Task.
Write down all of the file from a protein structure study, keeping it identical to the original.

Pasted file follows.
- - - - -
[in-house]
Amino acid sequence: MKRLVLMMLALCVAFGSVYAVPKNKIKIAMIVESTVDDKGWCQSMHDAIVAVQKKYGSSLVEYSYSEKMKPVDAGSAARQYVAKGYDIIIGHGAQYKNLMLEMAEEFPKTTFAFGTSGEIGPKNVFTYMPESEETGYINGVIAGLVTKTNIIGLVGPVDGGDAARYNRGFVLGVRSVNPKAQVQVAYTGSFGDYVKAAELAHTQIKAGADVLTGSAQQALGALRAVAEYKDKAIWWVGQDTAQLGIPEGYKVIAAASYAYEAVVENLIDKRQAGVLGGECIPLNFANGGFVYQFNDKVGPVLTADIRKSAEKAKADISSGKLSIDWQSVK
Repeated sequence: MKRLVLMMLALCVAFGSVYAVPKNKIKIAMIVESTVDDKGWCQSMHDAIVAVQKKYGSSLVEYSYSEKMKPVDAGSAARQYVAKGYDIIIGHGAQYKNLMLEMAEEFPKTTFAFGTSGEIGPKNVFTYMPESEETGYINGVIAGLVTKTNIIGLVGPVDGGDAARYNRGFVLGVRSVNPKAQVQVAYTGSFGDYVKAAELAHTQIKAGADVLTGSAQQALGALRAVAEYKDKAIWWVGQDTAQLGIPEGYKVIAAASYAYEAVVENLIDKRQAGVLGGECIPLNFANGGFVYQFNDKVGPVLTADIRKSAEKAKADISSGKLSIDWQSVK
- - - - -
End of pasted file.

[in-house]
Amino acid sequence: MKRLVLMMLALCVAFGSVYAVPKNKIKIAMIVESTVDDKGWCQSMHDAIVAVQKKYGSSLVEYSYSEKMKPVDAGSAARQYVAKGYDIIIGHGAQYKNLMLEMAEEFPKTTFAFGTSGEIGPKNVFTYMPESEETGYINGVIAGLVTKTNIIGLVGPVDGGDAARYNRGFVLGVRSVNPKAQVQVAYTGSFGDYVKAAELAHTQIKAGADVLTGSAQQALGALRAVAEYKDKAIWWVGQDTAQLGIPEGYKVIAAASYAYEAVVENLIDKRQAGVLGGECIPLNFANGGFVYQFNDKVGPVLTADIRKSAEKAKADISSGKLSIDWQSVK
Repeated sequence: MKRLVLMMLALCVAFGSVYAVPKNKIKIAMIVESTVDDKGWCQSMHDAIVAVQKKYGSSLVEYSYSEKMKPVDAGSAARQYVAKGYDIIIGHGAQYKNLMLEMAEEFPKTTFAFGTSGEIGPKNVFTYMPESEETGYINGVIAGLVTKTNIIGLVGPVDGGDAARYNRGFVLGVRSVNPKAQVQVAYTGSFGDYVKAAELAHTQIKAGADVLTGSAQQALGALRAVAEYKDKAIWWVGQDTAQLGIPEGYKVIAAASYAYEAVVENLIDKRQAGVLGGECIPLNFANGGFVYQFNDKVGPVLTADIRKSAEKAKADISSGKLSIDWQSVK